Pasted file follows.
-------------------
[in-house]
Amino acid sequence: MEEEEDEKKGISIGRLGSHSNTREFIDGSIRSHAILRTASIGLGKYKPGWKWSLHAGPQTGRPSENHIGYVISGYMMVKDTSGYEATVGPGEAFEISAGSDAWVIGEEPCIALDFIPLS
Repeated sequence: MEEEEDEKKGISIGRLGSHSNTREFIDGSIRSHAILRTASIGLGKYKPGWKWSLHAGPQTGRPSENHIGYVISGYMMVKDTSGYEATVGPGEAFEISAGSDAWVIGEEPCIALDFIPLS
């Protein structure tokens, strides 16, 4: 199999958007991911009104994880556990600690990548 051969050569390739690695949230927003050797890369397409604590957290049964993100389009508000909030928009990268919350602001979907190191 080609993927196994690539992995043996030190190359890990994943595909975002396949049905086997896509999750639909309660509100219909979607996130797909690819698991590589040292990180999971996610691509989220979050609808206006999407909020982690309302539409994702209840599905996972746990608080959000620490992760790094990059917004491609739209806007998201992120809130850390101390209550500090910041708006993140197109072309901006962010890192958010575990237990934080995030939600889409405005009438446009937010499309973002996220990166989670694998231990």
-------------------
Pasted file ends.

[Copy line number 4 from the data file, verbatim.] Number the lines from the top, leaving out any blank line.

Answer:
């Protein structure tokens, strides 16, 4: 199999958007991911009104994880556990600690990548 051969050569390739690695949230927003050797890369397409604590957290049964993100389009508000909030928009990268919350602001979907190191 080609993927196994690539992995043996030190190359890990994943595909975002396949049905086997896509999750639909309660509100219909979607996130797909690819698991590589040292990180999971996610691509989220979050609808206006999407909020982690309302539409994702209840599905996972746990608080959000620490992760790094990059917004491609739209806007998201992120809130850390101390209550500090910041708006993140197109072309901006962010890192958010575990237990934080995030939600889409405005009438446009937010499309973002996220990166989670694998231990």